Apr 20, 2014

Posted in Uncategorized

Key Kennedy Question in Hobby Lobby Transcript Modified: “Delegation of Power Rules are somewhat” Moribund, Not More Abundant

Following oral arguments in Hobby Lobby, I drew attention to a key question posed by Justice Kennedy concerning the relationship between the First Amendment and the Non-Delegation Doctrine–can we let administrative agencies decide the scope of the First Amendment?

JUSTICE KENNEDY: Now, what ­­ what kind of constitutional structure do we have if the Congress can give an agency the power to grant or not grant a religious exemption based on what the agency determined? I recognize delegation of powers rules are somewhat more abundant insofar as their enforcement in this Court.  But when we have a First Amendment issue of ­­ of this  consequence, shouldn’t we indicate that it’s for the Congress, not the agency to determine that this corporation gets the exemption on that one, and not even for RFRA purposes, for other purposes.

I explained, “In other words, it may even be outside the ability of Congress to delegate this type of authority to an agency–or at the least, it must be given with some serious guidance.” Adam White also took notice of this question in a cool piece in the Weekly Standard.

But it seems this wasn’t exactly the question Justice Kennedy posed. Adam White, from Lyle Denniston, alerted me to a change in the transcript. The change is in the second sentence above. The words “more abundant” became “moribund.”

Here is the original transcript (p. 56):

more-abundant

I’ve learned that it is the Court’s practice to check with chambers when these questions arise, and in this case the decision was made to change the transcript from “moribund” to “more abundant.” You can see it in the updated transcript (p. 56).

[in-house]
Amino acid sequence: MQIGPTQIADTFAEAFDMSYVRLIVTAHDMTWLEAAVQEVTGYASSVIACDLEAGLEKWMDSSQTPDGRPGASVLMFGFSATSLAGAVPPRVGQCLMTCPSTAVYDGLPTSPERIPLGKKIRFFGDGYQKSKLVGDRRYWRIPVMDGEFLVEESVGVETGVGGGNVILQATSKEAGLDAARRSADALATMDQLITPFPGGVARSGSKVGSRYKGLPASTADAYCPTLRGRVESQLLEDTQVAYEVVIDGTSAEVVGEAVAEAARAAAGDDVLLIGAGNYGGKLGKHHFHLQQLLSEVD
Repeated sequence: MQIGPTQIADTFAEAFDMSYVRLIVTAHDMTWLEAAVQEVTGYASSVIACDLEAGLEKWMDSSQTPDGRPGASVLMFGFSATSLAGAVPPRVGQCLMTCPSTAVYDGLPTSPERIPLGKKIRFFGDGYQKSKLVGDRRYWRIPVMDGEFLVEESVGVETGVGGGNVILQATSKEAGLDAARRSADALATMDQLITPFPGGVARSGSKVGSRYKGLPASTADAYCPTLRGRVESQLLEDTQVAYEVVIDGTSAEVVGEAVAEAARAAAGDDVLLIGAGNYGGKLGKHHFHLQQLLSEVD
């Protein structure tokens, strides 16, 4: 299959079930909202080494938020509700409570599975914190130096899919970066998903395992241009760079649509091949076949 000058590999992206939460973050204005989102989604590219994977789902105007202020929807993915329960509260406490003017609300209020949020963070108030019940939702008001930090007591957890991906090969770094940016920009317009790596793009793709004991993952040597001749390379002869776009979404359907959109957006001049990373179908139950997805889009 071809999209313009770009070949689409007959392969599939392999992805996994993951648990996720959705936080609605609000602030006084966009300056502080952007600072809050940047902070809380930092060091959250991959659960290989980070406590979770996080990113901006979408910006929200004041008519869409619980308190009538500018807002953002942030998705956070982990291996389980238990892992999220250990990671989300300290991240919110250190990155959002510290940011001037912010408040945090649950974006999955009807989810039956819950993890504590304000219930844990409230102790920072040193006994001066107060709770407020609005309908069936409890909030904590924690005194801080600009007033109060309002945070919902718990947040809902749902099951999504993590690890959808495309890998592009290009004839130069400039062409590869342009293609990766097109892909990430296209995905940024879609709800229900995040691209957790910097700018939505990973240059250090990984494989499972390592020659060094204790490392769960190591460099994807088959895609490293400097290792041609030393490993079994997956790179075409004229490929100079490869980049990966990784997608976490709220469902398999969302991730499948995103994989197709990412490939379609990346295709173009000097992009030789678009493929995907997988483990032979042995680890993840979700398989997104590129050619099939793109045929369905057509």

moribund
This makes Kennedy’s point even stronger. It wouldn’t make much sense for the non-delegation doctrine rules to be “more abundant” in this Court. It was largely abandoned during the New Deal. But “moribund” makes even more sense.

JUSTICE KENNEDY: Now, what ­­ what kind of constitutional structure do we have if the Congress can give an agency the power to grant or not grant a religious exemption based on what the agency determined? I recognize delegation of powers rules are somewhat moribund insofar as their enforcement in this Court. But when we have a First Amendment issue of ­­ of this consequence, shouldn’t we indicate that it’s for the Congress, not the agency to determine that this corporation gets the exemption on that one, and not even for RFRA purposes, for other purposes.

Here is the revised question: If you read this corrected sentence in the context of the entire question, he suggests that notwithstanding it’s moribundity, this doctrine should get stronger enforcement in the context of the First Amendment. The nondelegation doctrine, long delegated to the trashcan of constitutional history, has a place when administrative agencies are making decisions that implicate the First Amendment.

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